909 F2d 15 Lancellotti v. F Fay

909 F.2d 15

17 Fed.R.Serv.3d 709

Alfred LANCELLOTTI, Plaintiff, Appellee,
Honorable Thomas F. FAY, etc., et al., Defendants, Appellants.

No. 90-1122.

United States Court of Appeals,
First Circuit.

Heard June 7, 1990.
Decided July 18, 1990.

Michael P. DeFanti with whom Hinckley, Allen, Snyder & Comen, was on brief, for defendants, appellants.

Marty C. Marran with whom Joseph E. Marran, Jr., was on brief, for plaintiff, appellee.

Before BREYER, Chief Judge, BOWNES, Senior Circuit Judge, and SELYA, Circuit Judge.

SELYA, Circuit Judge.

view counter

Appellants seek to persuade us that the district court applied too relaxed a behavioral standard in considering, and rejecting, their motion for sanctions against plaintiff-appellee Alfred Lancellotti and/or his counsel. The point is well taken.

Prior Proceedings


This case arises from the ashes of a decade of matrimonial litigation in the Rhode Island courts which sparked, among other things, two published opinions by the state's highest tribunal. See Lancellotti v. Lancellotti, 481 A.2d 7 (R.I.1984); Lancellotti v. Lancellotti, 543 A.2d 680 (R.I.1988). Rather than repastinating that terrain, we skip directly to the spot where the domestic dispute focused on monies unpaid and overdue. The state supreme court resolved that quarrel conclusively:


We therefore remand the case and instruct the Family Court to order that Alfred pay, first, the arrearage and attorney's fees ordered by the Family Court judge on March 7, 1986 [and] ... second, the unpaid support from February 15, 1986, until April 7, 1987, the date of the hearing denying the motion to hold Alfred in contempt for continuing failure to pay support.


* * * * * *


In addition, we order Alfred to pay the unpaid alimony that has accrued since the date of the erroneous Family Court decision....


Lancellotti v. Lancellotti, 543 A.2d at 682.


Lancellotti declined to appear at the hearing on remand. The family court judge held him in contempt and ordered him incarcerated unless he paid the arrearages. When the judge issued a writ of arrest to enforce the order, Lancellotti petitioned for certiorari, claiming that the judge had abridged his constitutional rights by ordering him jailed without proof of ability to pay. The Rhode Island Supreme Court denied the petition on the ground "that in the proceedings below petitioner did not choose to offer evidence of his inability to comply with the Family Court's order respecting alimony, and the burden of establishing such inability to pay was clearly the petitioner's burden." Lancellotti v. Lancellotti, No. 89-596-M.P. (R.I. Feb. 23, 1989) (unpublished order).

view counter

Unfazed, Lancellotti sued in the United States District Court for the District of Rhode Island. Again invoking the Constitution and making substantially the same argument, he sought to enjoin the state supreme court justices and the family court judge from enforcing the outstanding orders. Appellee's former wife, Alma Lancellotti, intervened. The six defendants and the intervenor moved for dismissal and imposition of sanctions. The district court referred the matter to a United States magistrate, who filed a written report (Report) recommending that the suit be dismissed and sanctions imposed. Plaintiff objected. The court heard argument and dismissed the complaint with prejudice because:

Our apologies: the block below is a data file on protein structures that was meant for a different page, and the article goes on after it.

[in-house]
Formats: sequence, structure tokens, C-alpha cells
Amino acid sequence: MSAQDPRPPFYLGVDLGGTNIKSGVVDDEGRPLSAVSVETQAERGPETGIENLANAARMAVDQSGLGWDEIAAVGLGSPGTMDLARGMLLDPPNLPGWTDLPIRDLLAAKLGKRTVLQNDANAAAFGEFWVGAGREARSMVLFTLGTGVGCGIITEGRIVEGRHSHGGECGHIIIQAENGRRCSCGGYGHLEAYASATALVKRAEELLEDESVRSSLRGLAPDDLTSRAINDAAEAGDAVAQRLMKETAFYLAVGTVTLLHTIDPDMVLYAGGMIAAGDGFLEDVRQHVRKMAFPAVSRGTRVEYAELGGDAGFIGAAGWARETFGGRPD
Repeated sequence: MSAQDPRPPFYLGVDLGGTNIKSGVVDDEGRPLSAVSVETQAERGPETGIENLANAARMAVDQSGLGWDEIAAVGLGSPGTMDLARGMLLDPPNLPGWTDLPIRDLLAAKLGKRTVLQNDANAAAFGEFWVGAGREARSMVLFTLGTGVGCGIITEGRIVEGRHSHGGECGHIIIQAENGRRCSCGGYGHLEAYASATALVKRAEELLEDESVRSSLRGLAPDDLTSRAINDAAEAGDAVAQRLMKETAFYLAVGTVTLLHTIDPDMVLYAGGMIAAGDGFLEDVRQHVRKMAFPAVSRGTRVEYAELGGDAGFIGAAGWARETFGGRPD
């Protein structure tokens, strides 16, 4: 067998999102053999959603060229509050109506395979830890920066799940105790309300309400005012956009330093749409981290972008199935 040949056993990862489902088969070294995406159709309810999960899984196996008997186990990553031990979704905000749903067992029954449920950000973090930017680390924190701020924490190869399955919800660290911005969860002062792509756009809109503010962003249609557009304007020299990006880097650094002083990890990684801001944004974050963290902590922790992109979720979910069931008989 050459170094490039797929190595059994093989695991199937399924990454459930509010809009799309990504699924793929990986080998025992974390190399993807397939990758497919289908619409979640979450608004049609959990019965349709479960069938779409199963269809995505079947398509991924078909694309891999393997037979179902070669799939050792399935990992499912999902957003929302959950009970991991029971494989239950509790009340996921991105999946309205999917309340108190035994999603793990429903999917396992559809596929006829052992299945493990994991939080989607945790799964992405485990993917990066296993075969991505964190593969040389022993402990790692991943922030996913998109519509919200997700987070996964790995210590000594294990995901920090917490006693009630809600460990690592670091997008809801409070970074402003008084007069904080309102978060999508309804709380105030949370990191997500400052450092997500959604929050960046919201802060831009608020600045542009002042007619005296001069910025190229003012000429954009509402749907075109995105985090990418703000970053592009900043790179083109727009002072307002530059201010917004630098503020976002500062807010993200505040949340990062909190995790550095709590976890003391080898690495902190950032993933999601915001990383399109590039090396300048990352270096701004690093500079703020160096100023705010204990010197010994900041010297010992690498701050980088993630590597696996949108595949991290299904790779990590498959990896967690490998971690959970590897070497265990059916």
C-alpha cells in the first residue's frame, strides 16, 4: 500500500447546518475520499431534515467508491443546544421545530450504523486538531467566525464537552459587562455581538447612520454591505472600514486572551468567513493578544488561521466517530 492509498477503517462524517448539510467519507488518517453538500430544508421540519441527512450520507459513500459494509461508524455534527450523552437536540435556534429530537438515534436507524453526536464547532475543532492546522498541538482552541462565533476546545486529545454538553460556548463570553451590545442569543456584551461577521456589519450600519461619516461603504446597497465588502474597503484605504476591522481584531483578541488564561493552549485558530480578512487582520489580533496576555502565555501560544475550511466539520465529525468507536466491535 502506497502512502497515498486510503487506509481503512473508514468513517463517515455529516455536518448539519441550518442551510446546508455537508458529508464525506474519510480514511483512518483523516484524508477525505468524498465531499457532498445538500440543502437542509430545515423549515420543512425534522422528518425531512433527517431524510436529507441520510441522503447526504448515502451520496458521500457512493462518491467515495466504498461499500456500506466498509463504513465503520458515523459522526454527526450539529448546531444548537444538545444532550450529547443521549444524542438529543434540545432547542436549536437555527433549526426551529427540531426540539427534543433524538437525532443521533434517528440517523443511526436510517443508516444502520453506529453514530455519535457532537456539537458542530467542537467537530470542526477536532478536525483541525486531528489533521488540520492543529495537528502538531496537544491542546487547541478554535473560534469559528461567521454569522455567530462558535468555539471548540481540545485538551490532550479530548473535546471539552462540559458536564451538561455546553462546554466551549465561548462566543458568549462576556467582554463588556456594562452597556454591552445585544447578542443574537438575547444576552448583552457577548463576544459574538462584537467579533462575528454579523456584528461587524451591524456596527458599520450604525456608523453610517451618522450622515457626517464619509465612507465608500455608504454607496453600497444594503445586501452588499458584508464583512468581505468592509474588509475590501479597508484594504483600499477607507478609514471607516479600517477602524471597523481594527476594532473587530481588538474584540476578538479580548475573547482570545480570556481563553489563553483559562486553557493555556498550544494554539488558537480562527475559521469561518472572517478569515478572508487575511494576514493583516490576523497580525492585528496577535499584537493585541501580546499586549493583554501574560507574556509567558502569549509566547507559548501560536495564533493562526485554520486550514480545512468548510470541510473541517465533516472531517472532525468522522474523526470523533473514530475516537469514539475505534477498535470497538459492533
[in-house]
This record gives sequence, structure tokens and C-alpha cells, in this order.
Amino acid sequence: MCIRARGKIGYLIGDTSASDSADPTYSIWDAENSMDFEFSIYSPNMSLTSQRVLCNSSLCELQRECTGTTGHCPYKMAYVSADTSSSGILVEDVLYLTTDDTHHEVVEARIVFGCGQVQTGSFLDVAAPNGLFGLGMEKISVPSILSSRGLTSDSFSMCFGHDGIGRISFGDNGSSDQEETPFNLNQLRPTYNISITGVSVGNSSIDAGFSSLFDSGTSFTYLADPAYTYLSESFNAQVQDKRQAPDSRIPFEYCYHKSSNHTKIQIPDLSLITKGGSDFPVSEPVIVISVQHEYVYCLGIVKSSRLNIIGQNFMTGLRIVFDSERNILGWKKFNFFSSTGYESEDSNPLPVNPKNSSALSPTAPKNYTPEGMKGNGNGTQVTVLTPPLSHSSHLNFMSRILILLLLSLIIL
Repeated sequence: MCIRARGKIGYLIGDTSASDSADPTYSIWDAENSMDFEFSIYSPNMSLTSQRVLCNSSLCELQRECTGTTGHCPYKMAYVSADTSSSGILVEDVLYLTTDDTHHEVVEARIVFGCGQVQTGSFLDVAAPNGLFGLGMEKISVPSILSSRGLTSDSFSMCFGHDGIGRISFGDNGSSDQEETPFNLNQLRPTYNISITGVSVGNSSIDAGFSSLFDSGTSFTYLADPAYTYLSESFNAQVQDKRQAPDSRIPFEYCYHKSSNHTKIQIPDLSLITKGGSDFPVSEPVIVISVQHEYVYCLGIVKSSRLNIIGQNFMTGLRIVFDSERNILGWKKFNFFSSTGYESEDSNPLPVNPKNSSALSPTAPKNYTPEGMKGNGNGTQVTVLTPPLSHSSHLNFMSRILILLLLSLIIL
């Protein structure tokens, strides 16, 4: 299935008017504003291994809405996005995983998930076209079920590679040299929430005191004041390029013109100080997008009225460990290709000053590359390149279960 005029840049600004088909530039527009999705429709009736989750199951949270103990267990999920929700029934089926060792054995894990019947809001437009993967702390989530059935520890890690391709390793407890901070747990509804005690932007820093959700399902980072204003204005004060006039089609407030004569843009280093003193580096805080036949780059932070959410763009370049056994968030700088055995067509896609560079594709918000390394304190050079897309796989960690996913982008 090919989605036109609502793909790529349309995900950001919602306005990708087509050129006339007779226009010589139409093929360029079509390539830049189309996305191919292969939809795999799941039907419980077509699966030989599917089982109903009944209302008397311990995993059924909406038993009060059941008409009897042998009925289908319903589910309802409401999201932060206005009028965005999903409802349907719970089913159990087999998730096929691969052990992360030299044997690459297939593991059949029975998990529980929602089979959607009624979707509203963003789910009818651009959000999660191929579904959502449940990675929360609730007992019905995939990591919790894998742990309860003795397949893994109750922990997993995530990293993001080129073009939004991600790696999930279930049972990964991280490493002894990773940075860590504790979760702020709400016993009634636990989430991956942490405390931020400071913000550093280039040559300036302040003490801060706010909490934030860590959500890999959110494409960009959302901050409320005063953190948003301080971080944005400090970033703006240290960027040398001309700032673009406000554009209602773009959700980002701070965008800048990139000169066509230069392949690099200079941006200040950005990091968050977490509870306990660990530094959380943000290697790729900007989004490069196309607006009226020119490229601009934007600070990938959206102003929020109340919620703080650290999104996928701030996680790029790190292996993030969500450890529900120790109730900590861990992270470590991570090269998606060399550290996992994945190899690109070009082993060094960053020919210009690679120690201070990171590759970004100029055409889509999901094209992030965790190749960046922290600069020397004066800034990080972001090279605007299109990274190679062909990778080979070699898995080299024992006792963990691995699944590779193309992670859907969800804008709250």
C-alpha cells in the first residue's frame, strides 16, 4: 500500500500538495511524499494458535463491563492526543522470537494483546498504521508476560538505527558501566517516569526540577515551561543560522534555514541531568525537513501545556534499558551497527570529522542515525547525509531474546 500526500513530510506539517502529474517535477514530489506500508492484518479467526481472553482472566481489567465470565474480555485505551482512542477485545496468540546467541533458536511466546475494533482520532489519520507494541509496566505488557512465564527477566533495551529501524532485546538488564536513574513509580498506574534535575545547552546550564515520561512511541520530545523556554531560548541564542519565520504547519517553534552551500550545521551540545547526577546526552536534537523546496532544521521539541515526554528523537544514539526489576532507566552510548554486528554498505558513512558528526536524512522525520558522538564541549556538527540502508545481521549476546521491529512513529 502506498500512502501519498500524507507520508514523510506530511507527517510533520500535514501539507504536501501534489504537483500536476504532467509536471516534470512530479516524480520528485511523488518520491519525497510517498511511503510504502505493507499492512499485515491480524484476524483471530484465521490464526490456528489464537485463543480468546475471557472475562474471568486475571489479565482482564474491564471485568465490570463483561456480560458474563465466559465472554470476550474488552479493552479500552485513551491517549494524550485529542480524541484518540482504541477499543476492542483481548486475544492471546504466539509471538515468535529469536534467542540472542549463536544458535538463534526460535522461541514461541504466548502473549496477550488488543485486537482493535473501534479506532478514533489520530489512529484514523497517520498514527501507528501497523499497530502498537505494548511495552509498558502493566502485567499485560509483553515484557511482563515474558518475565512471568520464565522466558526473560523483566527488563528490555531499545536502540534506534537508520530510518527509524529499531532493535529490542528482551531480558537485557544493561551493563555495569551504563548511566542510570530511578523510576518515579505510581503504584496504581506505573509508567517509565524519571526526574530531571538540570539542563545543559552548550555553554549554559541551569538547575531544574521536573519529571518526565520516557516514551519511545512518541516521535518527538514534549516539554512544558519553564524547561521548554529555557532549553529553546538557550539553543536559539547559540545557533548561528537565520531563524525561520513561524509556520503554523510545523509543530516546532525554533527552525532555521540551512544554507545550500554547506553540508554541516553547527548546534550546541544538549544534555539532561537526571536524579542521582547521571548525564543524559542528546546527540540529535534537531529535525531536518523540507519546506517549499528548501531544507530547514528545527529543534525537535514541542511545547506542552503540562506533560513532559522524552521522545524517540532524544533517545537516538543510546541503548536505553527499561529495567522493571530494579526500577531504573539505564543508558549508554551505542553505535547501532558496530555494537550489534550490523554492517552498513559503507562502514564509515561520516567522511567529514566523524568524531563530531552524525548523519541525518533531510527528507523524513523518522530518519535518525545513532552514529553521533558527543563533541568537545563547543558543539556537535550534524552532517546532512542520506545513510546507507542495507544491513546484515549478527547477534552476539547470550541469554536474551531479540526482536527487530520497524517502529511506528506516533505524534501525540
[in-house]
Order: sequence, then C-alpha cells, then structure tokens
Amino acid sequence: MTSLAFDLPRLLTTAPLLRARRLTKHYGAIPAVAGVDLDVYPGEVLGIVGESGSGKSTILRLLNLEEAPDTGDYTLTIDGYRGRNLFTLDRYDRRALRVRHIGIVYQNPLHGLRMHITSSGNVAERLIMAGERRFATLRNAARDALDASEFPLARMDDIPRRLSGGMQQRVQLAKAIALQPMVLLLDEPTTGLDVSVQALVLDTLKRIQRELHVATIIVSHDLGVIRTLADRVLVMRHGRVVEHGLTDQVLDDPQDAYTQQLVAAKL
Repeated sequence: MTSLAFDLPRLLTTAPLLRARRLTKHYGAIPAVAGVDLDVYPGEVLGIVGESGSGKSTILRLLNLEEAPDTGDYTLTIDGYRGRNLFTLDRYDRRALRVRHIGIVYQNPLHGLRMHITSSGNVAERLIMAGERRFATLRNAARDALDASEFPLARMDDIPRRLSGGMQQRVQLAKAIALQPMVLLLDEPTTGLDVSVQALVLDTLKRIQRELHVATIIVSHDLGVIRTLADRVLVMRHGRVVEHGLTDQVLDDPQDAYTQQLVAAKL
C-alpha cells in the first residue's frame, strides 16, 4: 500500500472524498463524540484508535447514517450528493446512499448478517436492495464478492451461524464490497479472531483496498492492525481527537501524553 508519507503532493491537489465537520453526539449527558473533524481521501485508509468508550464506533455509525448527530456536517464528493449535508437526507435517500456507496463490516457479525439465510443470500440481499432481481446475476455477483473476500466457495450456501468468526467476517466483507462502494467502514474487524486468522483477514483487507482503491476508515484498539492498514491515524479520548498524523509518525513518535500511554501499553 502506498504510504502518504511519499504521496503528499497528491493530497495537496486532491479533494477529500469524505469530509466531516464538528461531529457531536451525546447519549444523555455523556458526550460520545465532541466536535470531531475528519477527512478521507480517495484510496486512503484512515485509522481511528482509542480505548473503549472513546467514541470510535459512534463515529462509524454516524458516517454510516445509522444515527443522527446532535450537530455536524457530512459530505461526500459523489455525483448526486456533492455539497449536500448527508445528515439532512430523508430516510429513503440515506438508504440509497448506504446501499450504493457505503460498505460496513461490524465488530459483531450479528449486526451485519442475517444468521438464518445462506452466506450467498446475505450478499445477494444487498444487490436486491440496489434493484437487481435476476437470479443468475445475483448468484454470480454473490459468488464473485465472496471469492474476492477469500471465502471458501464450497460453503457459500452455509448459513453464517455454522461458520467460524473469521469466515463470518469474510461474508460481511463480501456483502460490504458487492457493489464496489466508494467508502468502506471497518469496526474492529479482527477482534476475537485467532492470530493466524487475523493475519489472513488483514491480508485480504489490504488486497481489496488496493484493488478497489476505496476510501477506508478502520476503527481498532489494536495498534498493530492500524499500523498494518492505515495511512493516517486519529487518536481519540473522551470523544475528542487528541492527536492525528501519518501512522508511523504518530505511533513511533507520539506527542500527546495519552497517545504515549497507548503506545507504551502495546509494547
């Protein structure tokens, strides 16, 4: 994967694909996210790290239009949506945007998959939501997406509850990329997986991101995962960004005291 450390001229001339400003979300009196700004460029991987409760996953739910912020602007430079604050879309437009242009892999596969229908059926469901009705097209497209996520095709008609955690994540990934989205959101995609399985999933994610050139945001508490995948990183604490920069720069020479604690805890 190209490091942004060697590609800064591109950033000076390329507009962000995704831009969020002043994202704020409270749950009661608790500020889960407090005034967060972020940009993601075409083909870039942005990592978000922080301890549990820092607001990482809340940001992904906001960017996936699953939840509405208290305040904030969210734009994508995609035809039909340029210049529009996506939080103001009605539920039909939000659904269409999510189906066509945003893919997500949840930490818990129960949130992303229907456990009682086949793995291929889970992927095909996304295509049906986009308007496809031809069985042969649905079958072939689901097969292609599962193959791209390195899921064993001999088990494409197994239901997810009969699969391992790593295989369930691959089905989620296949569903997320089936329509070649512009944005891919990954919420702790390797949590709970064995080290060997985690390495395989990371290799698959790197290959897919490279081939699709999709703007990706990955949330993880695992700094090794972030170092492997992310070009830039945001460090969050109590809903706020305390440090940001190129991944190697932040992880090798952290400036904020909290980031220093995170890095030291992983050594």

... [W]ere we to permit this type of proceeding to continue, we would in effect be sitting in appeal on determinations of the Supreme Court of the State of Rhode Island. [We] have neither that right nor that responsibility.... In effect, were we to participate in this type of inquiry, we would effectively serve as an Appellate Court to the Family Court of the State of Rhode Island in domestic matters.


Lancellotti v. Fay, No. 88-0735, bench decision at 2-3 (D.R.I. Jan. 11, 1990).1 The lower court's judgment on the merits was unarguably correct, see District of Columbia Court of Appeals v. Feldman, 460 U.S. 462, 476, 103 S.Ct. 1303, 1311, 75 L.Ed.2d 206 (1983) (federal district court "is without authority to review final determinations of [a state court] in judicial proceedings"); Atlantic Coast Line R.R. Co. v. Brotherhood of Locomotive Eng'rs, 398 U.S. 281, 296, 90 S.Ct. 1739, 1748, 26 L.Ed.2d 234 (1970) (same); Rooker v. Fidelity Trust Co. 263 U.S. 413, 415-16, 44 S.Ct. 149, 150, 68 L.Ed. 362 (1923) (same), and Lancellotti has not appealed the dismissal order.


As to the Rule 11 motion, the magistrate recommended sanctions on the ground that, "[g]iven the longevity and clarity of the law governing the instant action ... plaintiff's complaint [was] not warranted by existing law, nor by a good faith argument for the extension, modification, or reversal of existing law." Report at 9.2 The district court ruled that more was needed to justify sanctions. Bench Dec. at 5-6. Without faulting the finding of groundlessness, the judge declared that Rule 11 established a conjunctive, multi-part test, and found "the test ... not met here [because] ... this action is not brought for any improper purpose [and].... Plaintiff's Counsel sincerely believes that there may be an opportunity here for the Plaintiff to obtain relief." Id. at 6. On that basis, the judge declined to sanction Lancellotti or his counsel. The judicial defendants appealed.

Historical Perspective


Fed.R.Civ.P. 11 was substantially revised in 1983.3 Prior thereto, the Rule had not been "effective in deterring [litigatory] abuses." Fed.R.Civ.P. 11 advisory committee's note (1983 amendments). This was partially because the "old" Rule spoke in subjective terms. See Kale v. Combined Ins. Co., 861 F.2d 746, 757 n. 12 (1st Cir.1988). Before the Rule was amended, therefore, Rule 11 sanctions could be awarded only upon a showing of bad faith. See, e.g., Nemeroff v. Abelson, 620 F.2d 339, 348 (2d Cir.1980) (per curiam). Over time, the purely subjective standard proved to be a toothless tiger. The need for stiffening the Rule--fueled by "[w]idespread concern over frivolous litigation and abusive practices of attorneys," Schwarzer, Sanctions Under The New Federal Rule 11--A Closer Look, 104 F.R.D. 181, 181 (1985)--was correspondingly great. This background is critically important since any "interpretation of the current Rule 11 must be guided, in part, by an understanding of the deficiencies in the original version of Rule 11 that led to its revision." Cooter & Gell v. Hartmarx Corp., --- U.S. ----, ----, 110 S.Ct. 2447, 2454, 110 L.Ed.2d 359 (1990).